Book Review: THE FOX

PrintE-mail Written by Henry Furlong

Review: The Fox / Author: Conrad Williams / Publisher: This Is Horror / Release Date: March 1st

The third in the This Is Horror chapbook series takes a very different tack from the previous entries that were almost otherworldly in their presentation.

With The Fox, Williams provides a scenario that’s so normal and recognisable that as events unfold, a knot appears in your stomach, twisting tighter and tighter until you reach the denouement.

Our unnamed narrator has taken his wife, Kit and their two daughters, Megan and Lucy, on a camping holiday near the New Forest, to spend some quality family time together surrounded by nature. When the chicken coop is found to have been attacked by what is presumed to have been a fox, the farmer is perplexed and the parents do their best to shield the girls from the animalistic violence that has occurred.

Later, whilst walking in the snow, they find a dead fox and go to tell the farmer, but when they return to the same spot, the animal’s body has disappeared.

We are then told of a dark secret that the narrator has had since his childhood; one that he regrets and is ashamed of but can never forget, which goes a long way to explaining the events overall, but leaves just enough to the imagination for you to try and fill in the blanks.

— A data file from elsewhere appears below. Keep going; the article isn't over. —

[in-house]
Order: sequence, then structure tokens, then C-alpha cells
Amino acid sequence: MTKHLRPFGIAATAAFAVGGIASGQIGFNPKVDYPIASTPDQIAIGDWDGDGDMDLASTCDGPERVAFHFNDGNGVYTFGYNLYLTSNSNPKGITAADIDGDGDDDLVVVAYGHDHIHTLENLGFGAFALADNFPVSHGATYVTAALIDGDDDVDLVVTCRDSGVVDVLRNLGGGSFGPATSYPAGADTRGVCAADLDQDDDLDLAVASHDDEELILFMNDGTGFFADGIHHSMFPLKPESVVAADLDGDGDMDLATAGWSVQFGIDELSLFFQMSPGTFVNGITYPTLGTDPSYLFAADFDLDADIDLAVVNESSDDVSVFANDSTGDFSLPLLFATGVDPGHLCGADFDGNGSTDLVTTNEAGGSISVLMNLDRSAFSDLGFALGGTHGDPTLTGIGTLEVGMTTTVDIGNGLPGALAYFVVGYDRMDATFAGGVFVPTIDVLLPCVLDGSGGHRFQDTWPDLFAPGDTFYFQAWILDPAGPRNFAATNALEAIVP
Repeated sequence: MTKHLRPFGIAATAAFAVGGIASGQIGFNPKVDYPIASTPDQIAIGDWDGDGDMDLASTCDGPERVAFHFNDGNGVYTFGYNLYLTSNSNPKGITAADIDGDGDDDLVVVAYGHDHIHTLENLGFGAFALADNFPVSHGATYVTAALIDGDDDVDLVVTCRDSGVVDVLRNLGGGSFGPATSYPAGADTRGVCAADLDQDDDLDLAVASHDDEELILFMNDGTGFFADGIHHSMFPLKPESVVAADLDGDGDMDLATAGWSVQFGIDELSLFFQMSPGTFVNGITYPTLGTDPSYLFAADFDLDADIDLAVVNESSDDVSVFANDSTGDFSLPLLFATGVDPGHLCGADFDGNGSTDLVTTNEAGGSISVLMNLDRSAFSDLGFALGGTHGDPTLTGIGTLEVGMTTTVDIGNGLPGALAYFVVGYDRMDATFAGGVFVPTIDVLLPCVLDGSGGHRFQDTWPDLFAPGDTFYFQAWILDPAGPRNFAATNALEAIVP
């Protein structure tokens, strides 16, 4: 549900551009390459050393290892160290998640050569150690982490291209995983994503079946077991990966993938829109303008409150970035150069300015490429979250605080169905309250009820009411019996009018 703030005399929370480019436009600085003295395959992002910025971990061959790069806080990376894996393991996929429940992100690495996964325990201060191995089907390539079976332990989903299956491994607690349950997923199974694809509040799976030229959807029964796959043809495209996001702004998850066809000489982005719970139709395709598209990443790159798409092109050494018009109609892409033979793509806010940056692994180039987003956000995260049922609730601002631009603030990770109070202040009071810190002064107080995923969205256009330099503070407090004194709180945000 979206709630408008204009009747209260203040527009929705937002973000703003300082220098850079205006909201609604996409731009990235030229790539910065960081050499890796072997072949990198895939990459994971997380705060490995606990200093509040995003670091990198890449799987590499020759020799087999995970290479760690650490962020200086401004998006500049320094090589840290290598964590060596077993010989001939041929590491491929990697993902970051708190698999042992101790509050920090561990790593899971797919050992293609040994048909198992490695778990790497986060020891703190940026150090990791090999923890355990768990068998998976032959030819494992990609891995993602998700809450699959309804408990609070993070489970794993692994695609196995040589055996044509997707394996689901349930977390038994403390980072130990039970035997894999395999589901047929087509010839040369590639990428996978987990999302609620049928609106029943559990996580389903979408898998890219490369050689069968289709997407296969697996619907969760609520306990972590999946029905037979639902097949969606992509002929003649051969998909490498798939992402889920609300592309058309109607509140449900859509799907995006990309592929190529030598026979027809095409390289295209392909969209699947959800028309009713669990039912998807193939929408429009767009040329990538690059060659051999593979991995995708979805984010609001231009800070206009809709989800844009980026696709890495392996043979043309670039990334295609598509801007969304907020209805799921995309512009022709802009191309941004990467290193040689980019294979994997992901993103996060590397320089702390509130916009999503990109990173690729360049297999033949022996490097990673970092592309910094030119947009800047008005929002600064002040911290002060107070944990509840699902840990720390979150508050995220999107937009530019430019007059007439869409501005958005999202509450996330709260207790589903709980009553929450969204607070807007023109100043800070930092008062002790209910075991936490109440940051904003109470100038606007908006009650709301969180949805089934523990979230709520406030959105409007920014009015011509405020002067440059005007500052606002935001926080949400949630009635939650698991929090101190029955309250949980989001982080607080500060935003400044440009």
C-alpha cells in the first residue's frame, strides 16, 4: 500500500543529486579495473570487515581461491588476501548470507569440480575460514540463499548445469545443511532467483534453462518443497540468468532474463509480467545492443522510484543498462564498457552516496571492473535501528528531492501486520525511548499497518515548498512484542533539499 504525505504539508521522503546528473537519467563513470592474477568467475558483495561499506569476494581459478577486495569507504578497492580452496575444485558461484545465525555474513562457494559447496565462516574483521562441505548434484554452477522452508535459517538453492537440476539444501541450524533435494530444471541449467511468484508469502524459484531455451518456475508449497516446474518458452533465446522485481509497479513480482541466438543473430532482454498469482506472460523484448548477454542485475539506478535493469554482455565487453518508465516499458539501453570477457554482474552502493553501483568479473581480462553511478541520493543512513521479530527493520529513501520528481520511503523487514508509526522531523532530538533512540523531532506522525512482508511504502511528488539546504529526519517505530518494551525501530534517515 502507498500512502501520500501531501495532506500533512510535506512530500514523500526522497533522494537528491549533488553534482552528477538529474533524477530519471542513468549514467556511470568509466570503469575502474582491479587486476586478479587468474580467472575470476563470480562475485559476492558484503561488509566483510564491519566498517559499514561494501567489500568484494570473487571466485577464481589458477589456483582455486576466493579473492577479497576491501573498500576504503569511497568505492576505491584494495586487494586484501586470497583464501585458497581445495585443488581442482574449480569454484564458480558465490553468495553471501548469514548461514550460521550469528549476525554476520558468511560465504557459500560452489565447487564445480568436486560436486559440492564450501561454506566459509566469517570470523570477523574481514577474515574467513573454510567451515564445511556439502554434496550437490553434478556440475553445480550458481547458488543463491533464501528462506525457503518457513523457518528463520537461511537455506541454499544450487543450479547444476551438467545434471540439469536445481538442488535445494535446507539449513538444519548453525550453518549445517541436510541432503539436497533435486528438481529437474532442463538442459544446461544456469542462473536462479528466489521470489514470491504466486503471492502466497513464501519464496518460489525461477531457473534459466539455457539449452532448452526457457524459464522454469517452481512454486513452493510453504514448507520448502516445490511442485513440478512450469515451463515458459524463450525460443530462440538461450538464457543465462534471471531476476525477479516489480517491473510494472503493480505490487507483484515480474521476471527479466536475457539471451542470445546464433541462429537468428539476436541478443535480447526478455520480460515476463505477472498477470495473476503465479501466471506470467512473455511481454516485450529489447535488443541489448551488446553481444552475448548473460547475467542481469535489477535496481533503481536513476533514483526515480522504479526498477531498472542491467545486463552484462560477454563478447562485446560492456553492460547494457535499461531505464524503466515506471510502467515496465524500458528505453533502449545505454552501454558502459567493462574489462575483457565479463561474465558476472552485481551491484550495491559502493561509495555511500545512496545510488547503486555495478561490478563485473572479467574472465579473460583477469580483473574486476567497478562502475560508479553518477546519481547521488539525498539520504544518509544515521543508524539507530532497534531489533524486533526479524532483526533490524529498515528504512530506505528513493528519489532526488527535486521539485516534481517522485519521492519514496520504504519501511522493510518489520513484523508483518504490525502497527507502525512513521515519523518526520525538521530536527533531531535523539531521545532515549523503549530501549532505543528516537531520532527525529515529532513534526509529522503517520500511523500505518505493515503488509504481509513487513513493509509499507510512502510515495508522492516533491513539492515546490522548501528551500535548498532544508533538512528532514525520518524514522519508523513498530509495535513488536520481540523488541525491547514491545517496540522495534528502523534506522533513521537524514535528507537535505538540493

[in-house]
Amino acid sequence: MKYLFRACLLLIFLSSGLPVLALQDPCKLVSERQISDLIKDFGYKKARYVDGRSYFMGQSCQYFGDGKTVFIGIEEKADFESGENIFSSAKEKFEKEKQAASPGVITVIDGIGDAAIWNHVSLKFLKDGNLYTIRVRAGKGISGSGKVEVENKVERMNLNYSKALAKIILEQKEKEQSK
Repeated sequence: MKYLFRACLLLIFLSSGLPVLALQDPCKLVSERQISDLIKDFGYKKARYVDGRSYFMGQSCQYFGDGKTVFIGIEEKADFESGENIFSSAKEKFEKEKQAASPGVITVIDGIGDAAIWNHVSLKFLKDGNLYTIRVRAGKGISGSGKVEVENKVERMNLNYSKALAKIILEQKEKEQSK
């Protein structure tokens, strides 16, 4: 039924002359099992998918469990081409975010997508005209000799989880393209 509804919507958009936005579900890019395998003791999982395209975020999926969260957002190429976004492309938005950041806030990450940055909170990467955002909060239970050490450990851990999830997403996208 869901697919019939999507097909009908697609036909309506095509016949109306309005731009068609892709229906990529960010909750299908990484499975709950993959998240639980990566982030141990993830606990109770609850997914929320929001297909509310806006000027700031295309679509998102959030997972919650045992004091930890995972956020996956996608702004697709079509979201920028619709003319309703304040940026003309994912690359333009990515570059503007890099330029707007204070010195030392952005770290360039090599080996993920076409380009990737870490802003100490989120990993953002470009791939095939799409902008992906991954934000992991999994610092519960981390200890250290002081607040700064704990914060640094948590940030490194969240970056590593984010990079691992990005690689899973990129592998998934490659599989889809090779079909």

The final twist arrives when the narrator is drawn out into the snowy night by the bleating of what sounds like an injured sheep. The only problem is, they haven’t seen any sheep on the farm during their time there.

To say anymore would be unfair on you, the readers. This chapbook series is just so wonderfully consistent in its releases and if you are a fan of horror, then grabbing yourself copies of these limited edition releases is well worth your buck.


Suggested Articles:
Imagine that your innocuous-seeming travel business was the cover for an ultra-top secret agency of
In his 2006 obituary to Nigel Kneale, which opens this fascinating new book on the work of one of Br
The closing chapter of The Falconer trilogy, The Fallen Kingdom sees Aileana Kameron, a Victorian de
Wonder Woman and Philosophy really does what it says on the tin; it is a book that takes a deeper lo
scroll back to top

Add comment

Security code
Refresh

Sign up today!
Banner
Banner
Banner
Banner
Banner
Banner
Banner